Financial Feud: Cheap party vs. Bachelorette blowout

Financial Feud

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In Dispute:

$100 a person

The Argument:

Sarah

I’m planning a bachelorette party for my sister, but her friends say it's too expensive. At first, everyone agreed to chip in $300, so I went ahead and made reservations. Now, some say it’s too much money. They want me to cut costs by $100 a person. I think everyone should pay what they agreed to up front. AM I RIGHT?

Expert Opinion:

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sarah

The Argument:

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A couple of months ago, I came up with the idea of renting a house for my sister’s bachelorette party. I thought we could all spend the weekend and hire a private chef to cook us a special meal. I did my research and found out that it would cost everyone about $300 up front.

When I ran the idea by the other women in my sister’s bridal party, everyone said they were on board, so I booked the house and put down my credit card.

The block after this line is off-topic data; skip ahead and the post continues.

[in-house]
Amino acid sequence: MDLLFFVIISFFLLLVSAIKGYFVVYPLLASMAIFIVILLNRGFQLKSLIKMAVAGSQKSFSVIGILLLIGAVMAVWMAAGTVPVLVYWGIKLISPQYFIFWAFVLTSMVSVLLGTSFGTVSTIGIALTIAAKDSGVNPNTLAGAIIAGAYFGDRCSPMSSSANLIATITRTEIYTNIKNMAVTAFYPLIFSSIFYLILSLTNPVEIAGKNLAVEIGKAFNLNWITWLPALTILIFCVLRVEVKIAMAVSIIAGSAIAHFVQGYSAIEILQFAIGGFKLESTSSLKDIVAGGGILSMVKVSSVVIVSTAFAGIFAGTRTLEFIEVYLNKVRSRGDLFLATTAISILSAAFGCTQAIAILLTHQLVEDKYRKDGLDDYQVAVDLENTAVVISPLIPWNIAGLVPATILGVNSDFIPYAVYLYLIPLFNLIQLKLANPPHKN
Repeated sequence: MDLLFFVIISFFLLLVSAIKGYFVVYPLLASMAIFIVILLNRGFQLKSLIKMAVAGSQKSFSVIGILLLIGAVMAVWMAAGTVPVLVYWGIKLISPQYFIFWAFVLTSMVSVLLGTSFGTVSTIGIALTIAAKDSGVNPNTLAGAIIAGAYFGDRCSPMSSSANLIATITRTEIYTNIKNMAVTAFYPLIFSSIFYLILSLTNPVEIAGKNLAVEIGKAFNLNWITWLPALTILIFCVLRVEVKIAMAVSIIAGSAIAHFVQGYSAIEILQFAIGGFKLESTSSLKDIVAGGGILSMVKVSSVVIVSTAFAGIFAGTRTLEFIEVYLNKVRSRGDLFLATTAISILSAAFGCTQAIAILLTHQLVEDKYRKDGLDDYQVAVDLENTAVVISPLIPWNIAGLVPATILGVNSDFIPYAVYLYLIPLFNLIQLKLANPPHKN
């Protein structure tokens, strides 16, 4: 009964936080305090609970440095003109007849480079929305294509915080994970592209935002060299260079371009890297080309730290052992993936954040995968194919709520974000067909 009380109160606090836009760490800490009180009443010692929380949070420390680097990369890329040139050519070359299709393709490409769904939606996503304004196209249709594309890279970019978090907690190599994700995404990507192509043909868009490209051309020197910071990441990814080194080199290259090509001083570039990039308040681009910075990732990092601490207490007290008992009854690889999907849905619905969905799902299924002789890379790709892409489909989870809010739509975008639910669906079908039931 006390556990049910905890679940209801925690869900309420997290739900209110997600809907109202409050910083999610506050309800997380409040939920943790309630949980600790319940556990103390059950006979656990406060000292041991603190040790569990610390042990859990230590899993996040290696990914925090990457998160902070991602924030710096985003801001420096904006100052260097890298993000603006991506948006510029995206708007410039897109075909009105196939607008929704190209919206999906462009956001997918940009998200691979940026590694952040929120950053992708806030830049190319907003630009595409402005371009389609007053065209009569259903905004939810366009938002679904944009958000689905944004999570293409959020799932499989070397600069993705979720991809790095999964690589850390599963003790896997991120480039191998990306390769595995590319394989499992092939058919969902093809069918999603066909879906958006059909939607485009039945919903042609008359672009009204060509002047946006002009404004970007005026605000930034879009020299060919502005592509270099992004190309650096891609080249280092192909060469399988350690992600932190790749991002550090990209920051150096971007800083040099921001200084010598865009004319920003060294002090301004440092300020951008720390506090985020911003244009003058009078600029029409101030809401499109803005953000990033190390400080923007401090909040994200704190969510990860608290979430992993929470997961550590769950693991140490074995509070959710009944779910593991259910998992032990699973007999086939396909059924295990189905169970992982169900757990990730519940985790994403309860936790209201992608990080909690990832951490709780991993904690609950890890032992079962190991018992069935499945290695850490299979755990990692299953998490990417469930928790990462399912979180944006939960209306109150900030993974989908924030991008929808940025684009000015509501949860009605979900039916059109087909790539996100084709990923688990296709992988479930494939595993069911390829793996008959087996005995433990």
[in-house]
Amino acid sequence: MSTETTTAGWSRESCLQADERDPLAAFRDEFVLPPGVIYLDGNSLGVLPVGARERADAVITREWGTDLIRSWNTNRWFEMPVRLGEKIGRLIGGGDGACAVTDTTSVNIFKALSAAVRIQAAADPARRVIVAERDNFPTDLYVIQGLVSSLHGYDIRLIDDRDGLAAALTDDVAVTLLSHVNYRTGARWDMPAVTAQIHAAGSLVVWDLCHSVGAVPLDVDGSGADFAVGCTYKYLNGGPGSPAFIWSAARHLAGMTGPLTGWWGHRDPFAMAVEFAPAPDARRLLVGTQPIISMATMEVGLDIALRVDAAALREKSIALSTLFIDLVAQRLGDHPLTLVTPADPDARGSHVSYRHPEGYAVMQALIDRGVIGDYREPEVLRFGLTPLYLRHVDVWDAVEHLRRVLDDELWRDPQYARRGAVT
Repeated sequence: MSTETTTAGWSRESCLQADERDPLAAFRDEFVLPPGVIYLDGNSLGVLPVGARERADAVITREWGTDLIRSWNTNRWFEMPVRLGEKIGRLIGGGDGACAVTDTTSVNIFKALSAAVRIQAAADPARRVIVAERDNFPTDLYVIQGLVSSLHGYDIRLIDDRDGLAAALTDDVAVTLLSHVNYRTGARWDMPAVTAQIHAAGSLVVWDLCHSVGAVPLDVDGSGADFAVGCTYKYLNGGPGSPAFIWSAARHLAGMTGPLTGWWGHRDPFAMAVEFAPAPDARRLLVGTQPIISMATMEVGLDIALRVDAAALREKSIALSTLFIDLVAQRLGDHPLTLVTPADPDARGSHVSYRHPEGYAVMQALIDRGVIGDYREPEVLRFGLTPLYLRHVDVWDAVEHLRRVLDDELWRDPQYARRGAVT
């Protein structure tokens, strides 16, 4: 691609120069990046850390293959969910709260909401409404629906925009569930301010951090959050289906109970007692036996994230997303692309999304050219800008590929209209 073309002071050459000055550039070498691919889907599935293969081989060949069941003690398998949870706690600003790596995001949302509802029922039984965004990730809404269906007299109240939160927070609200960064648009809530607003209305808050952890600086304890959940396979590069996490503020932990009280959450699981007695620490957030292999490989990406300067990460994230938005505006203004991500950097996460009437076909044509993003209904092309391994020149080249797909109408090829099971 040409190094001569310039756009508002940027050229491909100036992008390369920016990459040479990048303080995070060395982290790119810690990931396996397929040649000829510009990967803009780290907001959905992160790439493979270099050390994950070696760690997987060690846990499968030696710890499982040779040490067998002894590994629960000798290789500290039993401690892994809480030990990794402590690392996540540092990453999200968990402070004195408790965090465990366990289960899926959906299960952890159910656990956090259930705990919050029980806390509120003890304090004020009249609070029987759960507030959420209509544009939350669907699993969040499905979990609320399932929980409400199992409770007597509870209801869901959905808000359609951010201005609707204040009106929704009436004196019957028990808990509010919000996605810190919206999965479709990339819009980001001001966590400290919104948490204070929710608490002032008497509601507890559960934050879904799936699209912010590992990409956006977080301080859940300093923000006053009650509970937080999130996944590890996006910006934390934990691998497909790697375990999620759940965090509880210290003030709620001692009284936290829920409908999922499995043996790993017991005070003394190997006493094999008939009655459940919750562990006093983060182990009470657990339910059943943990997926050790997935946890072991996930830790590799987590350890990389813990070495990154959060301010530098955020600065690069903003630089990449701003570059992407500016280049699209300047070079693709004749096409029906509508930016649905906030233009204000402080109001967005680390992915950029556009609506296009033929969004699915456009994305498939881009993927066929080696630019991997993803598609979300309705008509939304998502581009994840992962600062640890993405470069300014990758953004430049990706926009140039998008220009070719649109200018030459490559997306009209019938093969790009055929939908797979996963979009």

Four weeks later, some said they thought $300 was too much money. They suggested staying one night instead of two and said $200 per person was more reasonable.

I understand that everyone has different financial situations, and $300 is no small sum, but I wish people had brought up their concerns earlier, before I made our reservations.

Budget constraints are often real and binding for people once the bills actually come due.  Sometimes we like a fun idea when we first think of or hear about it, speak too loosely about our willingness to make it happen, and then reality sets in later and we get some “buyer’s remorse.” 

If I were you I would have a heart-to-heart talk with your sister’s friends. See which of them is able and willing to contribute a full share of the costs and listen with compassion to those who cannot.  Then, given that it was your idea, I would decide if you’re willing to cover the balance or not.  (I actually don’t think it’s unreasonable that you as a sister pay a larger portion than each of the friends.)  If you cannot afford this remainder though, I would see if you can follow the friends’ idea of decreasing your length of stay or maybe moving to a cheaper alternative.

About the author

Diane Lim is a DC-area economist dedicated to wise, fiscally-responsible and socially-valuable public policies, and a mom dedicated to four great kids.

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